Whether you have been practicing optometry for quite some time now or are about to enter the field soon, you would know how important it is to satisfy patients in terms of eye care and the overall service you provide.
And a major difficulty faced by ODs and optometrists worldwide is when their patients can’t understand why their visit is being billed when they have insurance or when their examination is called ‘routine’ and when it is ‘medical.’
Apart from customer satisfaction, what lies between your optometry practice being profitable and incurring revenue losses is to know when an examination is routine or medical and therefore, bill it accordingly.
While customers are normally confused between the two types of exams, a part of the confusion stems from doctors themselves.
When the ODs and the staff are clear and confident about the services they provide only then can they can satisfy their patients better.
What is a routine exam?
A patient’s exam will be considered routine if there is no emergency or chief compliant behind their reason to visit. If they don’t have a history of any major eye illness or disease, the diagnosis involves low to no decision making or the primary diagnosis is refractive in nature, then the examination will be considered routine.
What is a medical exam?
Unlike a routine exam, a medical exam requires some important decision-making. There is usually a chief complaint or some other ailment that compels the patient to visit an optometrist.
If the medical diagnosis correlates with their complaint or even if there is no apparent reason but the patient has a history of some ocular disease then their examination will be marked as a medical exam.
It goes without saying that everyone wants to save money. Therefore, most patients want to use their routine benefits in order to save what they can. But being an experienced practitioner, if you deem the exam to be medical then it is necessary to explain to the patient why you will be billing their medical insurance.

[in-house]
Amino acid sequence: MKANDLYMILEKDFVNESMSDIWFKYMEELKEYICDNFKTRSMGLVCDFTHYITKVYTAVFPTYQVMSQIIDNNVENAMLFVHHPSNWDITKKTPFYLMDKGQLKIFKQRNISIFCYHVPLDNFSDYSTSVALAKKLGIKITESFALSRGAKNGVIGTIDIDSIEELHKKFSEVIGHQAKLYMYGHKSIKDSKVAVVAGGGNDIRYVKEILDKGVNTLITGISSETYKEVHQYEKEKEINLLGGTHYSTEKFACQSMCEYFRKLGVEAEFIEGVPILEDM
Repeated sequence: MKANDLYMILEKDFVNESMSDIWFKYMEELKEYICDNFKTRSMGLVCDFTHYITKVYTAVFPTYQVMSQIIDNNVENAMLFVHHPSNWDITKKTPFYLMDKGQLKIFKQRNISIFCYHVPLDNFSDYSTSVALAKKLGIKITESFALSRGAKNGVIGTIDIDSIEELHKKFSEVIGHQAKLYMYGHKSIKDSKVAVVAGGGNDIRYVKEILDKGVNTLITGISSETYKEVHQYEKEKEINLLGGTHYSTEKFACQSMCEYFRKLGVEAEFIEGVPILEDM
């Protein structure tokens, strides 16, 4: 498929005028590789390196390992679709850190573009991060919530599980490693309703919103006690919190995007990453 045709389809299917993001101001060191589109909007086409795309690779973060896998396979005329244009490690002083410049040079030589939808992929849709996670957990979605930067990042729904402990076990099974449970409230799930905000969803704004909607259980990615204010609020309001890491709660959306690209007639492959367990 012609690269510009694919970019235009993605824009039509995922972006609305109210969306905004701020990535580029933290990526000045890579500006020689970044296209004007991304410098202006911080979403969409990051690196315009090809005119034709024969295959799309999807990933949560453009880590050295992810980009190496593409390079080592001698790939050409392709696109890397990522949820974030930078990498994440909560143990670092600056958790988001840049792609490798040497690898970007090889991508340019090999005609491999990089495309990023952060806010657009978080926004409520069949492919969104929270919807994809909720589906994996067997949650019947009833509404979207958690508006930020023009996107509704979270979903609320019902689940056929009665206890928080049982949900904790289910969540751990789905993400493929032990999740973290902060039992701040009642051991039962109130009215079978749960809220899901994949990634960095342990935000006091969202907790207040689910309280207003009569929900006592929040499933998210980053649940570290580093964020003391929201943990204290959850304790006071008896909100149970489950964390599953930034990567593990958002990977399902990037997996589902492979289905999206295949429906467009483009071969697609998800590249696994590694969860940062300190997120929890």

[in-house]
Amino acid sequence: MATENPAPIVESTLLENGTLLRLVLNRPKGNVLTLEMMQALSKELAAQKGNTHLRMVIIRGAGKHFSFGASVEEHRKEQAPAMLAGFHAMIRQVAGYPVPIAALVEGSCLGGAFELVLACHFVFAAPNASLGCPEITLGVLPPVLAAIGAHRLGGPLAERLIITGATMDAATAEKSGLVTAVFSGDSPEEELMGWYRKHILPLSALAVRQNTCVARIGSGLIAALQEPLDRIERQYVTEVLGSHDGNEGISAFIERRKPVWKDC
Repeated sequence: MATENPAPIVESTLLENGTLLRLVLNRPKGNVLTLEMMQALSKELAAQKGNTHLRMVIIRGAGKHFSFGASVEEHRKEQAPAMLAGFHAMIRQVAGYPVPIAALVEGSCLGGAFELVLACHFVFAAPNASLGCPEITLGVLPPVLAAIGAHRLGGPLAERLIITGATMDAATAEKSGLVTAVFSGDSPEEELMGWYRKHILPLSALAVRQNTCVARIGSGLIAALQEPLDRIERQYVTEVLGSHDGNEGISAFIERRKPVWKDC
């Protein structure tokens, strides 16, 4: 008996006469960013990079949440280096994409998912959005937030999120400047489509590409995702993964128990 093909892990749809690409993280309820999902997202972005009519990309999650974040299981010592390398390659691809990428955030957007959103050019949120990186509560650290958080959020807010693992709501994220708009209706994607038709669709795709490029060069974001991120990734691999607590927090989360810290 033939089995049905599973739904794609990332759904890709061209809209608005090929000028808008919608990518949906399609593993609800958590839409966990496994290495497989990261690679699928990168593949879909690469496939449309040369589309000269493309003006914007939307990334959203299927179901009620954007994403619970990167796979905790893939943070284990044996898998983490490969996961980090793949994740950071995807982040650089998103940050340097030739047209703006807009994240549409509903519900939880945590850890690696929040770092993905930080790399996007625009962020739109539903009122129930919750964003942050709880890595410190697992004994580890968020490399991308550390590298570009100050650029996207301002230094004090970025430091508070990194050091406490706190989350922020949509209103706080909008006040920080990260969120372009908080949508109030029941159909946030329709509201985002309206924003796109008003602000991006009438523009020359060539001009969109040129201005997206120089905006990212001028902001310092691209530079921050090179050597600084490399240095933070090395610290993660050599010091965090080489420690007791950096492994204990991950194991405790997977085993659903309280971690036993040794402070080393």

You need to handle such situations well because it shows to customers that you provide a higher level of eye care than they might have imagined.
It is best you sort things out as early as when a patient calls or visits to book an appointment.
Ask them if they have any medical condition such as diabetes, hypertension.
Diabetes is amongst the leading causes of blindness, so in case a patient is diabetic, let them know that their exam will be considered medical.
Also, ask the patients about their insurance details so that you can decide whether they are eligible for bill reductions or not.
Suggest if they require an OCT scan or a retinal photo and confirm their eligibility for different eye-health benefits.
Give your patients an intake form that explains when an examination is routine and medical.
Ask them to carefully read it and then sign and submit it to you before the exam.
This shows that they acknowledge their understanding of routine and health insurance benefits and how these benefits can be utilized.